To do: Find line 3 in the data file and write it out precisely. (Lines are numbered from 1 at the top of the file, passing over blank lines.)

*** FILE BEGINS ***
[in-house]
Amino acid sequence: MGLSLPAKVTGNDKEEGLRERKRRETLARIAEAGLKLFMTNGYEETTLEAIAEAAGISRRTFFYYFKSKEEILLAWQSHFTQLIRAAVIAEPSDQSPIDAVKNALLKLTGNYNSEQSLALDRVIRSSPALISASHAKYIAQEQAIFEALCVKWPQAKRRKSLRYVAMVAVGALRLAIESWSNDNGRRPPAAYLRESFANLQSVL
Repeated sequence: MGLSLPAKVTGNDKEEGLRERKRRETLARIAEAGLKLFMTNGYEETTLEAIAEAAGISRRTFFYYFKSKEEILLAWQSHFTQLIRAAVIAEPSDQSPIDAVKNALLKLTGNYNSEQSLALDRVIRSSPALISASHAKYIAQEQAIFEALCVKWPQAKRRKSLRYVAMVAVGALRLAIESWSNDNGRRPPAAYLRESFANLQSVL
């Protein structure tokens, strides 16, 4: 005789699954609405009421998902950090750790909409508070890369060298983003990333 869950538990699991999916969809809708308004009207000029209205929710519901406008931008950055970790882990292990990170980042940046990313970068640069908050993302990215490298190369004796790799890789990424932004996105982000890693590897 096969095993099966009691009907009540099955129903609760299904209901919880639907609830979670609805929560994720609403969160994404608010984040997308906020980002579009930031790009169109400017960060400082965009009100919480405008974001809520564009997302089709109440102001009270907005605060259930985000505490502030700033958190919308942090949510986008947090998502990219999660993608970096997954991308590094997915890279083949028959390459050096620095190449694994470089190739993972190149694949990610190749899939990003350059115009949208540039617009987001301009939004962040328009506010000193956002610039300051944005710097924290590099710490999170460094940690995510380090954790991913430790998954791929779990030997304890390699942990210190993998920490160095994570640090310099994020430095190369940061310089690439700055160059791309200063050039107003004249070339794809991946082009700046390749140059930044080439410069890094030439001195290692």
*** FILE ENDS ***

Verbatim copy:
Repeated sequence: MGLSLPAKVTGNDKEEGLRERKRRETLARIAEAGLKLFMTNGYEETTLEAIAEAAGISRRTFFYYFKSKEEILLAWQSHFTQLIRAAVIAEPSDQSPIDAVKNALLKLTGNYNSEQSLALDRVIRSSPALISASHAKYIAQEQAIFEALCVKWPQAKRRKSLRYVAMVAVGALRLAIESWSNDNGRRPPAAYLRESFANLQSVL